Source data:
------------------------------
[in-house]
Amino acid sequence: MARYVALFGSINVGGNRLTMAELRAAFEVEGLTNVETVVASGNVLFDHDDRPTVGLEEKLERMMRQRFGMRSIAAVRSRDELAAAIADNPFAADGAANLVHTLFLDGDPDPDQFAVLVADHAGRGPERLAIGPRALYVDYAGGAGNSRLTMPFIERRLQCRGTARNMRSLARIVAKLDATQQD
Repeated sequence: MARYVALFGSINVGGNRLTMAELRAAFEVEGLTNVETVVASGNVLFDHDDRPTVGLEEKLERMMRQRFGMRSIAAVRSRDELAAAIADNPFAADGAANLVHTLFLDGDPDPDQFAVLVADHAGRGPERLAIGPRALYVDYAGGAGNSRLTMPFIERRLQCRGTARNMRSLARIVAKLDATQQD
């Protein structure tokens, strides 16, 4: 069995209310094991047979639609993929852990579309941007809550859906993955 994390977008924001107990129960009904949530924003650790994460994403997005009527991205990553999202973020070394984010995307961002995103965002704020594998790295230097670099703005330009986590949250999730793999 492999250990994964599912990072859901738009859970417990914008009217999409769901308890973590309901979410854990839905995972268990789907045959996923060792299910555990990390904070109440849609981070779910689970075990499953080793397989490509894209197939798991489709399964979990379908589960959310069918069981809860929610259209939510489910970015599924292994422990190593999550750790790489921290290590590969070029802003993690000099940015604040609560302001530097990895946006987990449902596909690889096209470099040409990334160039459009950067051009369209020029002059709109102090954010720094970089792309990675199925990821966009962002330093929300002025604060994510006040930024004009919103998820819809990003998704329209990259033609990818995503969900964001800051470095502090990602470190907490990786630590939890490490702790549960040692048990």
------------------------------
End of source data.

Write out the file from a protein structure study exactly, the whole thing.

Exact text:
[in-house]
Amino acid sequence: MARYVALFGSINVGGNRLTMAELRAAFEVEGLTNVETVVASGNVLFDHDDRPTVGLEEKLERMMRQRFGMRSIAAVRSRDELAAAIADNPFAADGAANLVHTLFLDGDPDPDQFAVLVADHAGRGPERLAIGPRALYVDYAGGAGNSRLTMPFIERRLQCRGTARNMRSLARIVAKLDATQQD
Repeated sequence: MARYVALFGSINVGGNRLTMAELRAAFEVEGLTNVETVVASGNVLFDHDDRPTVGLEEKLERMMRQRFGMRSIAAVRSRDELAAAIADNPFAADGAANLVHTLFLDGDPDPDQFAVLVADHAGRGPERLAIGPRALYVDYAGGAGNSRLTMPFIERRLQCRGTARNMRSLARIVAKLDATQQD
């Protein structure tokens, strides 16, 4: 069995209310094991047979639609993929852990579309941007809550859906993955 994390977008924001107990129960009904949530924003650790994460994403997005009527991205990553999202973020070394984010995307961002995103965002704020594998790295230097670099703005330009986590949250999730793999 492999250990994964599912990072859901738009859970417990914008009217999409769901308890973590309901979410854990839905995972268990789907045959996923060792299910555990990390904070109440849609981070779910689970075990499953080793397989490509894209197939798991489709399964979990379908589960959310069918069981809860929610259209939510489910970015599924292994422990190593999550750790790489921290290590590969070029802003993690000099940015604040609560302001530097990895946006987990449902596909690889096209470099040409990334160039459009950067051009369209020029002059709109102090954010720094970089792309990675199925990821966009962002330093929300002025604060994510006040930024004009919103998820819809990003998704329209990259033609990818995503969900964001800051470095502090990602470190907490990786630590939890490490702790549960040692048990």